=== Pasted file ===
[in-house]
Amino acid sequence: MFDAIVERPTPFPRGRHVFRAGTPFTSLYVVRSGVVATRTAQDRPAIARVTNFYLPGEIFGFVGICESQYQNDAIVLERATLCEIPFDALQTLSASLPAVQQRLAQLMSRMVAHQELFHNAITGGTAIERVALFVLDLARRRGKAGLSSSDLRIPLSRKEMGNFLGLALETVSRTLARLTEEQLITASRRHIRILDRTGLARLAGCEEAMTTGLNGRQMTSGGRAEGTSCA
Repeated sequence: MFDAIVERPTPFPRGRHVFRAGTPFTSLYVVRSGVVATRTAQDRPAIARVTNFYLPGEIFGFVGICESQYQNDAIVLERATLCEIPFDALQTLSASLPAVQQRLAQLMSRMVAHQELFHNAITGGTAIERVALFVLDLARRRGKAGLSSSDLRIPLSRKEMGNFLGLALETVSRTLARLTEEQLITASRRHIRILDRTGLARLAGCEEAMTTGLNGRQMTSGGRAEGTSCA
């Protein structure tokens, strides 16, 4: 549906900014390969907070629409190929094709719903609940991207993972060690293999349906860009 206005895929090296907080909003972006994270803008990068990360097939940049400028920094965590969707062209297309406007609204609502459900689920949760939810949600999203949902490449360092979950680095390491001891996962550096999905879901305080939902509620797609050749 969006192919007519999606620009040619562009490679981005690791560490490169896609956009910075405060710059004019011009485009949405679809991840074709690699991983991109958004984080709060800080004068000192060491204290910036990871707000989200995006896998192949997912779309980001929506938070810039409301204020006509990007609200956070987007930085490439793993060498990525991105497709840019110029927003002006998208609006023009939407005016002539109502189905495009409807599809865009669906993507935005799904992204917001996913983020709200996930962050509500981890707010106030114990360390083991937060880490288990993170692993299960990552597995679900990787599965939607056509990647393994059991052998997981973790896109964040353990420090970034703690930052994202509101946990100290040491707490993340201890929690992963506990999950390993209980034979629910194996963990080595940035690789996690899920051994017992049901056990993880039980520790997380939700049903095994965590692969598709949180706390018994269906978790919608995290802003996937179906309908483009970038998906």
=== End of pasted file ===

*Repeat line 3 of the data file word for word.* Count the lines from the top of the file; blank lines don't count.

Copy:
Repeated sequence: MFDAIVERPTPFPRGRHVFRAGTPFTSLYVVRSGVVATRTAQDRPAIARVTNFYLPGEIFGFVGICESQYQNDAIVLERATLCEIPFDALQTLSASLPAVQQRLAQLMSRMVAHQELFHNAITGGTAIERVALFVLDLARRRGKAGLSSSDLRIPLSRKEMGNFLGLALETVSRTLARLTEEQLITASRRHIRILDRTGLARLAGCEEAMTTGLNGRQMTSGGRAEGTSCA